The accumulation of drifting snow around buildings in regions of severe climate has important implications on their design and location. This paper studies one such building, at a station run by the British Antarctic Survey and located on the Brunt Ice Shelf at the edge of the Antarctic continent. Four previous stations have been built in the area, the buildings of which were designed to become covered in snow and all have been crushed within a few years. The current station, Halley V, consists of three buildings which are all raised from the ice shelf by means of legs. They were designed in such a way that the action of the wind blowing underneath the buildings would keep them-clear of snow.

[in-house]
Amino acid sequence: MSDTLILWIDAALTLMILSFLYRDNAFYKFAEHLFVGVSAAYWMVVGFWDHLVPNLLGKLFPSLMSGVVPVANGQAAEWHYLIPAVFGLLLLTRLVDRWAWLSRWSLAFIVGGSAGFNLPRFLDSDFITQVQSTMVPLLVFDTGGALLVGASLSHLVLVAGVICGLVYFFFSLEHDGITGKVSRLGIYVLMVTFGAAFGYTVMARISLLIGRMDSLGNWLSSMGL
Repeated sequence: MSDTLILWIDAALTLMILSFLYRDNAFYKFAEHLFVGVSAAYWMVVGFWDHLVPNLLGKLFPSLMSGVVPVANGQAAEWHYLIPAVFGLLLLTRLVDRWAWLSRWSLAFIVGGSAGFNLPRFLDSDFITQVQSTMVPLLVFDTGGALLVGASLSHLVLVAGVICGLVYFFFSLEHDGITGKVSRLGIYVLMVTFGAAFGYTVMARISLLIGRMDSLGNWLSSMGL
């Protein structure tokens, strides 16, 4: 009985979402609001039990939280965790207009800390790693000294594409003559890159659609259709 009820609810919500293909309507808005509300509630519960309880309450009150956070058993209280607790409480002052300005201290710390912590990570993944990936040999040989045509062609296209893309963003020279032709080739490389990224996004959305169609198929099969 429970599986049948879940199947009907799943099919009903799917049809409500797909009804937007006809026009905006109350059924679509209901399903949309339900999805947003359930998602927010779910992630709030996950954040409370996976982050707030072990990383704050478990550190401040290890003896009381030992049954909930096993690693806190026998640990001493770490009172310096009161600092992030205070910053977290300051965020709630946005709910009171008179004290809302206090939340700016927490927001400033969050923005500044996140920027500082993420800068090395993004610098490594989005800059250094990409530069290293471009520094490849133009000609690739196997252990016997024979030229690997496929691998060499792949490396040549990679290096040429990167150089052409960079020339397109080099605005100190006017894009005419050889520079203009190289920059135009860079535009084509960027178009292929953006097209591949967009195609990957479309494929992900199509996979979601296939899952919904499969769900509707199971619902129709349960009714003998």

This paper describes a model which predicts the shape and position of drift formation, and then compares the results with those observed at Halley. This model is a first attempt to address the problem and as such the paper can be considered to be a progress report; improvements arc currently being made as part of continuing research. It is found that there is some qualitative agreement and possible reasons for a few quantitative discrepancies are discussed. Both the model and the true data show clearly that the new design is very effective in prolonging the useful life of the buildings.